Key to success: Simple, safe, convenient

Take-back bins help community avoid hazards of unused drugs

“It should be as easy to return unused pharmaceuticals as it is to buy new ones,” says John Davis, administrator for the Mojave Desert and Mountain Recycling Authority.

He notes that there are hazards associated with less responsible disposal methods.

“If you flush medications, it goes into wastewater treatment plants and eventually ends up in groundwater,” he says. “Just throwing them into the trash can allow people to rummage through and pull them out for abuse.”

“It should be as easy to return unused pharmaceuticals as it is to buy new ones.”

John Davis, Administrator, Mojave Desert and Mountain Recycling Authority

Here are his answers to frequently asked questions about take-back bins:

How do medication take-back bins benefit the communities they’re in?

Take-back bins provide convenient and secure disposal options for unused or expired medications. In the past, users were encouraged to flush medications down the drain or throw them away in the trash, both of which can contribute to pollution. Stockpiling medications in the home can also contribute to intentional misuse or accidental poisonings.

What can be disposed of in the bins?

Bins accept prescription and over-the-counter medications, medical patches, as well as pet medications and medicated ointments and lotions tightly sealed in their original containers. Disposal requirements are posted at each bin location.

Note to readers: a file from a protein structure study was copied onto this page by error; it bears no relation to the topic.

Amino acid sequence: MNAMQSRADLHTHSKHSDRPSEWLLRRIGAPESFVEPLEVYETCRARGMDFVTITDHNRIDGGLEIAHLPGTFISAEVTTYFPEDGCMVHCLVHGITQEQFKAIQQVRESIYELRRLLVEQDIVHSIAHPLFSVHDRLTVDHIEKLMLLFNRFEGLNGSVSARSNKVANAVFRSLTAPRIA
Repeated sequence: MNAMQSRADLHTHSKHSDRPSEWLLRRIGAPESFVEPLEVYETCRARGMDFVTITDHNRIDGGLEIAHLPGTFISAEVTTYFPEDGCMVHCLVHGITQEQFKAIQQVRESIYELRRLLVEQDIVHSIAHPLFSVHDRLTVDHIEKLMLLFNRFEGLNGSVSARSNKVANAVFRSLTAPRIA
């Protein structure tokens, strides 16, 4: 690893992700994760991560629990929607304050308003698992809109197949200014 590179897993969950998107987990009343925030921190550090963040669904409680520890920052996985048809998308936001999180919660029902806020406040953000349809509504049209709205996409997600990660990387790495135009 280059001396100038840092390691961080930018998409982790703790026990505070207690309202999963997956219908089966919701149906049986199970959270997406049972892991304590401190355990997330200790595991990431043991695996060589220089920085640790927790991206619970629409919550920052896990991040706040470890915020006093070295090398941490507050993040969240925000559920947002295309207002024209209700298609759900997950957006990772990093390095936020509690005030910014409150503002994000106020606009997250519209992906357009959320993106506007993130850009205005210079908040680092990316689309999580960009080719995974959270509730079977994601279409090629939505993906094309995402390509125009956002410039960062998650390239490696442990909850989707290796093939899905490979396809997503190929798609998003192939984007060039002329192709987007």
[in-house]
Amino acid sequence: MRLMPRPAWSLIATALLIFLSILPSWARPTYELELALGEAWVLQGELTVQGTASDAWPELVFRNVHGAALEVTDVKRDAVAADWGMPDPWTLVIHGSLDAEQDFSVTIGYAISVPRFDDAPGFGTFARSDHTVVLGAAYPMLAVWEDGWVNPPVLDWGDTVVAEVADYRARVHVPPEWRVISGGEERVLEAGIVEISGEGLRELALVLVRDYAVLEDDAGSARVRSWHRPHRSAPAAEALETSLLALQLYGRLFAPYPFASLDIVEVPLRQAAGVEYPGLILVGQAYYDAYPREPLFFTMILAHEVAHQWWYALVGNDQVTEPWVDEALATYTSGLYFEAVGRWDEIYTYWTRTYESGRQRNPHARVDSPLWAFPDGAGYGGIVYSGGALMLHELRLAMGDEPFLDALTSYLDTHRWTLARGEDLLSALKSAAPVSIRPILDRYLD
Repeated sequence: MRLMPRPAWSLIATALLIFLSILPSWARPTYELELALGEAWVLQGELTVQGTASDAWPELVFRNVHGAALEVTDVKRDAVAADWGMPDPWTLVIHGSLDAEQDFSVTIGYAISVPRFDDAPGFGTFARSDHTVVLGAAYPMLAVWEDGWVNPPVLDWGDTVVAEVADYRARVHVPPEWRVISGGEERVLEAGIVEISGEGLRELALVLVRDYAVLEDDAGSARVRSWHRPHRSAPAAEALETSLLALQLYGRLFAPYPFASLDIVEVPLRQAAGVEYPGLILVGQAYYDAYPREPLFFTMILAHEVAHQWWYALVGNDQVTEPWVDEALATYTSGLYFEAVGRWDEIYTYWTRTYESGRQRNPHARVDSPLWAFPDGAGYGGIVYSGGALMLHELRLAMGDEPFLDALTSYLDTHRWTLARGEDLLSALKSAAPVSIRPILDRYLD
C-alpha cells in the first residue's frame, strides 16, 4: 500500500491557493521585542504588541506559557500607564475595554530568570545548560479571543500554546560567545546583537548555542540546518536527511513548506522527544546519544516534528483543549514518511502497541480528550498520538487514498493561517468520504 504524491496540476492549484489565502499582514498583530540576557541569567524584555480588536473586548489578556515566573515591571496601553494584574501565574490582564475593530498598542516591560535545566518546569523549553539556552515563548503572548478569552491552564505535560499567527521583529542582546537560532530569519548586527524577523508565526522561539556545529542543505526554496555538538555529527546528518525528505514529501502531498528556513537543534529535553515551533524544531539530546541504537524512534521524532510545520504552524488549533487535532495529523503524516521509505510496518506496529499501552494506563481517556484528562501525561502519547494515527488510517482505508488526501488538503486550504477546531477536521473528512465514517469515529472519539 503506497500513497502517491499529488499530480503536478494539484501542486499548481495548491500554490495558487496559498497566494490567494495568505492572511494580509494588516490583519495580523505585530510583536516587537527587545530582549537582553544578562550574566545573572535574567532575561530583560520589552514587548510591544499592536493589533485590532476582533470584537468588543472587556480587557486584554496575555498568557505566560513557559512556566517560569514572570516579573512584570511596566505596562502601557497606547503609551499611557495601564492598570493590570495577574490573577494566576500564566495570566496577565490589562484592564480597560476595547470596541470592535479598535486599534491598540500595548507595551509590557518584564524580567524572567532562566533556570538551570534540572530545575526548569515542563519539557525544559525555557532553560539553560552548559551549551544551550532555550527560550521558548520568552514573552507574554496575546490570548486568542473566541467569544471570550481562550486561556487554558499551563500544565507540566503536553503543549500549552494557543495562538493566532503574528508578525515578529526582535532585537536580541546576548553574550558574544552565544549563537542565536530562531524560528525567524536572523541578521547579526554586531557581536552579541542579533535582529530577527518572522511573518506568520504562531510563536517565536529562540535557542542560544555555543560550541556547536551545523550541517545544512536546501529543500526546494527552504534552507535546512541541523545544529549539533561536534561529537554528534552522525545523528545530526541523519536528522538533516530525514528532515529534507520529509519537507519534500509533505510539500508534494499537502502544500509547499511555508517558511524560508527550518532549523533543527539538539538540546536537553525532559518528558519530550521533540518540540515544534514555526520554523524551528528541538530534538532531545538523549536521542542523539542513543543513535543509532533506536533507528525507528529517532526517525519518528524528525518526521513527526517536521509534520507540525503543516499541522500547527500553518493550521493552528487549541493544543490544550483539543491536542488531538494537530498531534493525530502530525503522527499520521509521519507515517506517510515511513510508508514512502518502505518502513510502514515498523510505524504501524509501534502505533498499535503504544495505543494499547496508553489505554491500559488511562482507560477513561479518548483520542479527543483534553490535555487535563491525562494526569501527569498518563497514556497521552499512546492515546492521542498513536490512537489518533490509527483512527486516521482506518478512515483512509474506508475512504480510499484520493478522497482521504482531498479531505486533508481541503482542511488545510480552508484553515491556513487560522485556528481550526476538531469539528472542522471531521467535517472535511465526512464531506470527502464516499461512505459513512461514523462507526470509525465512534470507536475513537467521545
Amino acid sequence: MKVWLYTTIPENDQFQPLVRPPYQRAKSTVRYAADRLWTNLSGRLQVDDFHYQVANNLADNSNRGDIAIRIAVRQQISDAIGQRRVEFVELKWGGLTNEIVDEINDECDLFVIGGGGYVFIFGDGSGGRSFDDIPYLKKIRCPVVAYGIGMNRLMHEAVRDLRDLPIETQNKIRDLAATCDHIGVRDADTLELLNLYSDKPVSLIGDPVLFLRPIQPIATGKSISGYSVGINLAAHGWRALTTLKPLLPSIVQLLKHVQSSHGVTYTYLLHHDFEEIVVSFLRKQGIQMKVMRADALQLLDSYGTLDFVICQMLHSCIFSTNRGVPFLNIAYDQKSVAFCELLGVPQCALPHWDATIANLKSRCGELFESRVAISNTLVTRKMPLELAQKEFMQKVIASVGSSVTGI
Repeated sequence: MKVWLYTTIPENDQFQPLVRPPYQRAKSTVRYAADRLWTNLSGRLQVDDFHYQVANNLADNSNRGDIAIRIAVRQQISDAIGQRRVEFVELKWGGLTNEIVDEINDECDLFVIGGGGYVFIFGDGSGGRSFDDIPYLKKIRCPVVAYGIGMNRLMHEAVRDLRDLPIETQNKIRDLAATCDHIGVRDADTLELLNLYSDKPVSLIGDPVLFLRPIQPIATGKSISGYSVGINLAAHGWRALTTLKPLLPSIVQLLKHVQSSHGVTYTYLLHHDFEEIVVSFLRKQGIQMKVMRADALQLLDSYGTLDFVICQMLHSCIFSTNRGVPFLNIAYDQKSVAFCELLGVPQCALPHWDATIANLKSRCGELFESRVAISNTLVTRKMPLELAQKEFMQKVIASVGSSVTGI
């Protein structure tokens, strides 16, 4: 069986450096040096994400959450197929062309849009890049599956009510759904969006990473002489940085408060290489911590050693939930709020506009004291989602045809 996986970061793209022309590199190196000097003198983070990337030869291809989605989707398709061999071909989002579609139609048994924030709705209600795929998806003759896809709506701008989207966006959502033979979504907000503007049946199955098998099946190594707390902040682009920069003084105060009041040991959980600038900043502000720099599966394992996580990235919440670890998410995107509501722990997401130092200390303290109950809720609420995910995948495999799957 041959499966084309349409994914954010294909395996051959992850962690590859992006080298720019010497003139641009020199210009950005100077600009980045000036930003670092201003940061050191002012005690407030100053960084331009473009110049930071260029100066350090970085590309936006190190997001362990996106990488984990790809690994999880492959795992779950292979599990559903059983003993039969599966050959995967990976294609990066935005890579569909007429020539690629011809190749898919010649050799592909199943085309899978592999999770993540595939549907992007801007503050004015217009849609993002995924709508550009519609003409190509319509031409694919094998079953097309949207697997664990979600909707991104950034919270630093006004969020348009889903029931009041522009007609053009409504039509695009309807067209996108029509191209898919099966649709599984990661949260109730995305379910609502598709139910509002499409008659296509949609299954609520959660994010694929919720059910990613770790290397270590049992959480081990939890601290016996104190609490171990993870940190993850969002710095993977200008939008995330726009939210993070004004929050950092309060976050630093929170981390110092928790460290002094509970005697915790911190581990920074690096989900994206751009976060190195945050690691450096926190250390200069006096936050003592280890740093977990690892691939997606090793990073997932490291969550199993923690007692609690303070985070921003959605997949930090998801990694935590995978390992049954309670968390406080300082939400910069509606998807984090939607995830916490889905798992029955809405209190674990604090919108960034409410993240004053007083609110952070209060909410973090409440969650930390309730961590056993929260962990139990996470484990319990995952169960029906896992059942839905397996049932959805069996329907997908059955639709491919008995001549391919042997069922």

What materials cannot be disposed of in the bins?

Community residents are advised not to put illegal controlled substances in the bins, such as marijuana, heroin, or LSD for example. For safety reasons, medical sharps and needles, compressed cylinders such as asthma inhalers, chemotherapy or radiopharmaceuticals, and medical devices such as thermometers should also not be disposed of in bins. Sites will not be held responsible for materials deposited into bins.

What locations are suitable to host a take-back bin?

Pharmacies, hospitals with pharmacies, and law enforcement locations are suitable locations as they can provide proper management and security for materials.

What are sites responsible for handling?

Sites are responsible for maintaining bins and ensuring they are securely located inside. Once full, sites are responsible for scheduling material pick-ups and educating customers on what materials they can responsibly dispose of. Once the bin is full, site staff is responsible for removing and sealing the package and liner for pick up.

Host sites may also be responsible for a monthly service fee for the collection and proper disposal of materials. Although costs may vary depending on a number of factors, the estimated service fee is $165 a month.

Is there any assistance available for host sites?

Sites can contact Drug Takeback Solutions Foundation ( and MED-Project (

For more info about medication take-back bins, visit
To learn about California Product Stewardship Council’s many programs, visit

Written by Anne Stokes